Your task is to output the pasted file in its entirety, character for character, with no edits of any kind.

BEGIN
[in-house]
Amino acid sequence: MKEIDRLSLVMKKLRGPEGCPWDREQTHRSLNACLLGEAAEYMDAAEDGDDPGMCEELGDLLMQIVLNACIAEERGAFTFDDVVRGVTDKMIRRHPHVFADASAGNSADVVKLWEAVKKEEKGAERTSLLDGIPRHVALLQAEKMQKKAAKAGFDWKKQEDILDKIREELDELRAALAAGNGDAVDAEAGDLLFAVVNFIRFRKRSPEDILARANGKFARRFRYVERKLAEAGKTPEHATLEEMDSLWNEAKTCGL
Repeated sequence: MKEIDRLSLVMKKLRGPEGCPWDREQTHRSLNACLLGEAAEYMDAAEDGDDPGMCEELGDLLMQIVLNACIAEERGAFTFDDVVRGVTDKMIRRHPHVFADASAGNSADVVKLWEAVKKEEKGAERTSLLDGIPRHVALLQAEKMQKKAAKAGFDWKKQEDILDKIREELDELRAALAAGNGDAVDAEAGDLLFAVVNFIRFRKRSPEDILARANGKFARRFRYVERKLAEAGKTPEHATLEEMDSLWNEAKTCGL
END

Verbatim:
[in-house]
Amino acid sequence: MKEIDRLSLVMKKLRGPEGCPWDREQTHRSLNACLLGEAAEYMDAAEDGDDPGMCEELGDLLMQIVLNACIAEERGAFTFDDVVRGVTDKMIRRHPHVFADASAGNSADVVKLWEAVKKEEKGAERTSLLDGIPRHVALLQAEKMQKKAAKAGFDWKKQEDILDKIREELDELRAALAAGNGDAVDAEAGDLLFAVVNFIRFRKRSPEDILARANGKFARRFRYVERKLAEAGKTPEHATLEEMDSLWNEAKTCGL
Repeated sequence: MKEIDRLSLVMKKLRGPEGCPWDREQTHRSLNACLLGEAAEYMDAAEDGDDPGMCEELGDLLMQIVLNACIAEERGAFTFDDVVRGVTDKMIRRHPHVFADASAGNSADVVKLWEAVKKEEKGAERTSLLDGIPRHVALLQAEKMQKKAAKAGFDWKKQEDILDKIREELDELRAALAAGNGDAVDAEAGDLLFAVVNFIRFRKRSPEDILARANGKFARRFRYVERKLAEAGKTPEHATLEEMDSLWNEAKTCGL